Propagating very special Azaleas in SylvaGrow Ericaceous

We are always delighted to hear from our customers and were particularly pleased to hear from SylvaGrow® Ericaceous user Geoffrey White about his success with propagating azaleas. He writes:

“When you visited last year you saw that I had set some cuttings of evergreen azaleas in your compost. I can report that the success rate was quite reasonable and would have been good if I had spotted a marauding caterpillar in the propagator rather earlier than I did.

Evergreen azaleas are perhaps the easiest rhododendrons to propagate from cuttings and deciduous azaleas perhaps the most difficult especially with the rather simple equipment that I have.  I grow in the garden some Mollis azaleas (Rhododendron molle ssp. japonicum) raised from seed wild collected in Japan and sent to the Royal Botanic Garden Edinburgh by the Kanagawa Botanic Garden near Tokyo.  They are special and rather fine so when they set a few seed capsules last year I decided to try to propagate them by seed.  They could be hybrids of course but the Mollis azaleas flower before the other deciduous azaleas.

I am sure that you are aware that rhododendron seed is very fine and the pundits insist that the seed must be sown on the surface of pure peat or chopped spaghnum overlying peat; composted bark is definitely not recommended.  Nevertheless, I decided to try SylvaGrow Ericaceous.  The seed was sown on the surface of a pot of the compost on March 1st and kept in full light in a closed heated propagator.  Germination occurred after about three weeks and when they had developed three to four true leaves they were pricked out into a tray of the same compost on June 1st. Finally, on August 15th they were potted up individually into 11 cm pots using the same compost treated with a sprinkle of Ericord Root Grow and mulched with your Pine Mini Mulch.  The attached photo was taken on September 26th and at present the seedling leaves are colouring prior to leaf fall.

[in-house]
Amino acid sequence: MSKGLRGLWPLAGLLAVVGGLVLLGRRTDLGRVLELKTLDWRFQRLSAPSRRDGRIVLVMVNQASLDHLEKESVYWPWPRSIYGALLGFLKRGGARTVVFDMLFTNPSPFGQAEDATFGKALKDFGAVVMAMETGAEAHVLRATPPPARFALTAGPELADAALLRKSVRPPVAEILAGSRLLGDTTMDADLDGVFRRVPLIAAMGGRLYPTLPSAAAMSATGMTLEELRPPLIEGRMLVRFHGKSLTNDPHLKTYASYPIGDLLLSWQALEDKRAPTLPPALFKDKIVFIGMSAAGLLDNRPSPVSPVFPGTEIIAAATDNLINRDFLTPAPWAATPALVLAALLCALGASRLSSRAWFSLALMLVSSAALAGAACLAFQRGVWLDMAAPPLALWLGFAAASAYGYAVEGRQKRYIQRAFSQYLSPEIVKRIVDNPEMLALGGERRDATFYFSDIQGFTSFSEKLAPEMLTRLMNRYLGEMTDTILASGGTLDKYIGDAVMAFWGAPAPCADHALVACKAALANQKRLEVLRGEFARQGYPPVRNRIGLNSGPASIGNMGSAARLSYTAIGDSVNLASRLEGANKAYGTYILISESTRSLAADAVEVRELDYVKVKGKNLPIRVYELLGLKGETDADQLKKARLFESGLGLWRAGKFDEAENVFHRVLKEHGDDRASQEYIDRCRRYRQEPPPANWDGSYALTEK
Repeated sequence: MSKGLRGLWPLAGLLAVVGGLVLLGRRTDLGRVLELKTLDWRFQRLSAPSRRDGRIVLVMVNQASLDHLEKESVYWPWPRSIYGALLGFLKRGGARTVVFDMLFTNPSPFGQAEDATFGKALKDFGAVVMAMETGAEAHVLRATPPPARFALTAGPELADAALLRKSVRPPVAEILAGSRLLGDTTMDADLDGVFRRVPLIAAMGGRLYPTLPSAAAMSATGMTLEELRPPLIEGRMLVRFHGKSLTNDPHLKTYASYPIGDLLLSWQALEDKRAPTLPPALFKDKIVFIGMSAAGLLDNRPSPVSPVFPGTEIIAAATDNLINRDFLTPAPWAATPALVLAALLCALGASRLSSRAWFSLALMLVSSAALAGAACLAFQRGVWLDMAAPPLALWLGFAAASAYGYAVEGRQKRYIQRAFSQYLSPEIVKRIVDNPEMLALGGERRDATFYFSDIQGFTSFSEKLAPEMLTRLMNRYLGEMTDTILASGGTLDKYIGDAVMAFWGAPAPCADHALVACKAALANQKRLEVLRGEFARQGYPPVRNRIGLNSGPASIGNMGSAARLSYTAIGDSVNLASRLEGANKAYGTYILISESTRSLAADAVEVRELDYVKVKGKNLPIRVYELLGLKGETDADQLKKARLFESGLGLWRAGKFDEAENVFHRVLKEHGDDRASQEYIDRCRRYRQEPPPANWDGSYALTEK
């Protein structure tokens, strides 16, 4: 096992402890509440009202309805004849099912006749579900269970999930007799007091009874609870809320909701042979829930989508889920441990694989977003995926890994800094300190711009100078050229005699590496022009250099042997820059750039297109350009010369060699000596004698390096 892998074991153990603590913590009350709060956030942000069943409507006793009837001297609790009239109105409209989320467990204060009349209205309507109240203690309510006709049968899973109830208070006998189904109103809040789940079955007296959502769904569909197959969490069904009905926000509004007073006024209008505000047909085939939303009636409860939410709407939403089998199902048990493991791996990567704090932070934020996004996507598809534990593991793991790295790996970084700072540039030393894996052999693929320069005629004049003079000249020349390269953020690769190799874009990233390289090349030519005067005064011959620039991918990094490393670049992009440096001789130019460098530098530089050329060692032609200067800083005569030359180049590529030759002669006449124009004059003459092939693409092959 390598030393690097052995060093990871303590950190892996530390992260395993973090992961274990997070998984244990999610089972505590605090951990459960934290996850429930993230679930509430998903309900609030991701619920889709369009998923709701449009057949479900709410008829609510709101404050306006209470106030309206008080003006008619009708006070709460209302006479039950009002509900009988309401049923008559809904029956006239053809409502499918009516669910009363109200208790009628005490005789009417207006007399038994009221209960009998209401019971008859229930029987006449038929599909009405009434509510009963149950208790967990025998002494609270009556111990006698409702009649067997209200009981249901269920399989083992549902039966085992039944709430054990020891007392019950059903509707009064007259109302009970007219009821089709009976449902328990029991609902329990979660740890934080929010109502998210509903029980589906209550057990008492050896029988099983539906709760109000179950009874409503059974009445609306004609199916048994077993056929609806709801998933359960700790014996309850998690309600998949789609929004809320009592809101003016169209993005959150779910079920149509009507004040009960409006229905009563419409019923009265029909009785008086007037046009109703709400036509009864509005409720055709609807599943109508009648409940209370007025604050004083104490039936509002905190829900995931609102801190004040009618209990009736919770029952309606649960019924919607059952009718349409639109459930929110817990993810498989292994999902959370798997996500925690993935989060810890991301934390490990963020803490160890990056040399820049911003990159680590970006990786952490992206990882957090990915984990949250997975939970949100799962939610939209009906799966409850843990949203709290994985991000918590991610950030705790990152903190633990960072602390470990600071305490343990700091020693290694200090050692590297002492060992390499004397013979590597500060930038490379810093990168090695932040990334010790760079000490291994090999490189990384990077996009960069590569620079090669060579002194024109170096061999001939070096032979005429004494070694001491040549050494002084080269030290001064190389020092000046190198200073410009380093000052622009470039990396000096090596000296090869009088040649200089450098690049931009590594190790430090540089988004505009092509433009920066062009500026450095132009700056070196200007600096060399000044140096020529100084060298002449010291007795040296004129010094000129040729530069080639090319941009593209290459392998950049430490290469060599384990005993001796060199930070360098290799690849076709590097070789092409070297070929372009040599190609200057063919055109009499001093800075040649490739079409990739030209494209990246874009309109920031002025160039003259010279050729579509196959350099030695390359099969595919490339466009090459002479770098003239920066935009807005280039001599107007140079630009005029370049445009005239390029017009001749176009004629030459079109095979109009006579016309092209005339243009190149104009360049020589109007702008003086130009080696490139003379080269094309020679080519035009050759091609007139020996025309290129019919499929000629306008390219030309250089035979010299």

I know that you have trialled your compost on a wide range of plants and my good friend Billy Carruthers of Binny Plants just east of Edinburgh has been very successfully using SylvaMix in his nursery for many years but I just wondered if you had tried your ericaceous compost for raising rhododendron seed.  I can certainly confirm that it can be very successful.

Good luck with the continuing roll-out of your excellent products.”